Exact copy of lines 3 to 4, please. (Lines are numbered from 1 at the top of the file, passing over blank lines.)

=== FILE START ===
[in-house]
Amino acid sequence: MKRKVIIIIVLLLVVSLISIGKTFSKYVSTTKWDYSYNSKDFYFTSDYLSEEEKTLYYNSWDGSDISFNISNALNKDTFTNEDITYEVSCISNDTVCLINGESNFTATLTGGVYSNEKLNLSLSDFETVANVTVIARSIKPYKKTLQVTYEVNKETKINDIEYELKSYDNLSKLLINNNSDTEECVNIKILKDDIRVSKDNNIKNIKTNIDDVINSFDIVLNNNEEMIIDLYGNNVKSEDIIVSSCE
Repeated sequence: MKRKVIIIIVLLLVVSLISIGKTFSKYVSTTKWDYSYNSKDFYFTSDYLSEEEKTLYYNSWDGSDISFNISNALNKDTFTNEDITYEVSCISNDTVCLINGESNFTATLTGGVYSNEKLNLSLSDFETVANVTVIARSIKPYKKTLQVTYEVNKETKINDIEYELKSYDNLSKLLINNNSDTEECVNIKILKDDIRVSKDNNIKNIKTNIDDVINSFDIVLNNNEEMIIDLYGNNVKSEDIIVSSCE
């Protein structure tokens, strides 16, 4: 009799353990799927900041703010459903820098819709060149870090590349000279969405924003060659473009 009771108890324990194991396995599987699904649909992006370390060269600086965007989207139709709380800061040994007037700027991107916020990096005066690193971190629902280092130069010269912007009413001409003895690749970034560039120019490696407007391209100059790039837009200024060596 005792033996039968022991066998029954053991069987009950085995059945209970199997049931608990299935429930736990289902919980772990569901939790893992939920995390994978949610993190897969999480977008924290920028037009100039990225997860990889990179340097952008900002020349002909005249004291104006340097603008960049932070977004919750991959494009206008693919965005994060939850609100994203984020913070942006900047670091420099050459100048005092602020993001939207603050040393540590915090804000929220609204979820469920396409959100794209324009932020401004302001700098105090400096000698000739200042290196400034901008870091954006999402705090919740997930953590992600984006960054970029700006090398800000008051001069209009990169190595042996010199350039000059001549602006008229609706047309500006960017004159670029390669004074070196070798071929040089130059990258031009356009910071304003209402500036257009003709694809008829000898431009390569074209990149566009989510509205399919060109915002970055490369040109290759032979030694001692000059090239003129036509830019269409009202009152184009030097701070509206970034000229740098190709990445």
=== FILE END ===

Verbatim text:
Repeated sequence: MKRKVIIIIVLLLVVSLISIGKTFSKYVSTTKWDYSYNSKDFYFTSDYLSEEEKTLYYNSWDGSDISFNISNALNKDTFTNEDITYEVSCISNDTVCLINGESNFTATLTGGVYSNEKLNLSLSDFETVANVTVIARSIKPYKKTLQVTYEVNKETKINDIEYELKSYDNLSKLLINNNSDTEECVNIKILKDDIRVSKDNNIKNIKTNIDDVINSFDIVLNNNEEMIIDLYGNNVKSEDIIVSSCE
């Protein structure tokens, strides 16, 4: 009799353990799927900041703010459903820098819709060149870090590349000279969405924003060659473009 009771108890324990194991396995599987699904649909992006370390060269600086965007989207139709709380800061040994007037700027991107916020990096005066690193971190629902280092130069010269912007009413001409003895690749970034560039120019490696407007391209100059790039837009200024060596 005792033996039968022991066998029954053991069987009950085995059945209970199997049931608990299935429930736990289902919980772990569901939790893992939920995390994978949610993190897969999480977008924290920028037009100039990225997860990889990179340097952008900002020349002909005249004291104006340097603008960049932070977004919750991959494009206008693919965005994060939850609100994203984020913070942006900047670091420099050459100048005092602020993001939207603050040393540590915090804000929220609204979820469920396409959100794209324009932020401004302001700098105090400096000698000739200042290196400034901008870091954006999402705090919740997930953590992600984006960054970029700006090398800000008051001069209009990169190595042996010199350039000059001549602006008229609706047309500006960017004159670029390669004074070196070798071929040089130059990258031009356009910071304003209402500036257009003709694809008829000898431009390569074209990149566009989510509205399919060109915002970055490369040109290759032979030694001692000059090239003129036509830019269409009202009152184009030097701070509206970034000229740098190709990445």